Analytical and Bioanalytical Chemistry

, Volume 410, Issue 29, pp 7565–7573 | Cite as

Ultrafiltration binding analyses of glycated albumin with a 3D-printed syringe attachment

  • Andre D. Castiaux
  • Cody W. Pinger
  • Dana M. SpenceEmail author
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Protein-ligand binding assays facilitate the understanding of biomolecular interactions. Classical equilibrium dialysis methods are often used for accurate determination of binding properties. While accurate, the long equilibration times associated with the technique (> 6 h) hinder throughput. Here, in an attempt to gather high-accuracy results while reducing total analysis time, a low pressure ultrafiltration method that relies on a simple membrane-containing syringe attachment was developed. A minimal portion (1–2%) of the solution containing the binding analytes of interest is driven through the membrane pores and collected for analysis. Specifically, the device was used to investigate the binding affinity between Zn2+ and either normal human serum albumin (nHSA) or a commercially purchased glycated human serum albumin (gHSA). Both of these ligand/protein-binding systems have implications in type 1 diabetes. The device was then used to investigate the binding between the various albumin types and C-peptide, the 31 amino acid peptide that is co-secreted with insulin from pancreatic β cells. Results for nHSA/Zn2+ binding obtained using the ultrafiltration method (Kd = 5.77 ± 0.19 × 10−7 M) were statistically equivalent with results reported using other methods. Importantly, the amount of Zn2+ bound to the nHSA was significantly different from the gHSA (97 ± 2% protein bound vs. 91 ± 3%, respectively p < 0.05). The binding affinity of C-peptide to nHSA (Kd = 2.4 ± 0.3 × 10−6 M) agreed with values reported in the literature using standard techniques. Unlike Zn2+ binding, the binding of C-peptide to nHSA was statistically equal to its binding to gHSA (77.7 ± 6.2 and 78.8 ± 7.4%, respectively), suggesting that C-peptide replacement therapy in people with T1D may be strongly dependent upon the characteristics of Zn2+ binding to human serum albumin.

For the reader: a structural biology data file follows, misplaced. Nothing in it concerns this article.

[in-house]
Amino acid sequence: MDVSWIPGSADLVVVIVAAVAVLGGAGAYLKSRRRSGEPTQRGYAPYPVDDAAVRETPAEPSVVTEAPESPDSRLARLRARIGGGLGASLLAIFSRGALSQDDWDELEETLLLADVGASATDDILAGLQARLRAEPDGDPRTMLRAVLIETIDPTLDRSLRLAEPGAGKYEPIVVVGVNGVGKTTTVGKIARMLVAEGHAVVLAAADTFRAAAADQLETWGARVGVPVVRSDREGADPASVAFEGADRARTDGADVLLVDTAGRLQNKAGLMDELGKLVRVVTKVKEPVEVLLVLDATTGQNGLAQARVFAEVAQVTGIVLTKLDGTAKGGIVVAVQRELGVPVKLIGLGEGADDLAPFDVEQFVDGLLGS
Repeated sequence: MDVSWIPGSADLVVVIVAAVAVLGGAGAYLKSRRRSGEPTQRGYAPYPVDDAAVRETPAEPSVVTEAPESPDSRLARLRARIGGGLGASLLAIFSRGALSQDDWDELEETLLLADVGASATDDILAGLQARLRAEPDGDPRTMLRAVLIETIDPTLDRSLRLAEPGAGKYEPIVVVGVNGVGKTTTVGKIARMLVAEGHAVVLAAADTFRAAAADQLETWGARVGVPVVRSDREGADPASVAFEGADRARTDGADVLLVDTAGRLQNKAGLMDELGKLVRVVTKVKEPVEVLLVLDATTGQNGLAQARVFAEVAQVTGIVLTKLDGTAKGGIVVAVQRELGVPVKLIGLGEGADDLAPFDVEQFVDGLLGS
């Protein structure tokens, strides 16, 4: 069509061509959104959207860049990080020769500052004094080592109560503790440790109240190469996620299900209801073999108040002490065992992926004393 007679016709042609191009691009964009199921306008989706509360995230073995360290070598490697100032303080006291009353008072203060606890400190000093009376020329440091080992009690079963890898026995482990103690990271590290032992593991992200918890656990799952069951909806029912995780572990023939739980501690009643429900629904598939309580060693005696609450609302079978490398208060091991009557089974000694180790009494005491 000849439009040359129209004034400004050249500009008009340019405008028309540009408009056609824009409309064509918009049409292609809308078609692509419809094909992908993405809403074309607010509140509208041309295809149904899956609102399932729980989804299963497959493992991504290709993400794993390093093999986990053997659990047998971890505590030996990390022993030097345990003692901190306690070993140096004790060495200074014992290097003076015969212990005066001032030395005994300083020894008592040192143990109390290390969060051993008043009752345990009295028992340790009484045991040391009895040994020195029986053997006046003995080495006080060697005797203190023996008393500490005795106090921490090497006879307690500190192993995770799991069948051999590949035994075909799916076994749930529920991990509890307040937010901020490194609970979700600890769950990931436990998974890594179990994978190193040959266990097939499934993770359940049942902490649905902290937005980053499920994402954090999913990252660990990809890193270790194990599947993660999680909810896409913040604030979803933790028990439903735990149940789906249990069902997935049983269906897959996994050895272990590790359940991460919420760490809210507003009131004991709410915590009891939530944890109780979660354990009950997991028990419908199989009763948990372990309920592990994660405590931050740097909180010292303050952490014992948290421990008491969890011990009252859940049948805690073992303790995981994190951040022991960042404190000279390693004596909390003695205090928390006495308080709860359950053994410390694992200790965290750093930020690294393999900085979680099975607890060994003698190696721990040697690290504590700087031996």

Graphical abstract


Metals/heavy metals Microfluidics/microfabrication Separations/instrumentation Bioanalytical methods Binding affinity constants 


Compliance with ethical standards

Conflict of interest

The authors declare that they have no conflict of interest.

Supplementary material

216_2018_1373_MOESM1_ESM.pdf (453 kb)
ESM 1 (PDF 452 kb)


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Copyright information

© Springer-Verlag GmbH Germany, part of Springer Nature 2018

Authors and Affiliations

  • Andre D. Castiaux
    • 1
    • 2
  • Cody W. Pinger
    • 1
    • 2
  • Dana M. Spence
    • 2
    • 3
    Email author
  1. 1.Department of ChemistryMichigan State UniversityEast LansingUSA
  2. 2.Michigan State UniversityInstitute for Quantitative Health Science & EngineeringEast LansingUSA
  3. 3.Department of Biomedical EngineeringMichigan State UniversityEast LansingUSA

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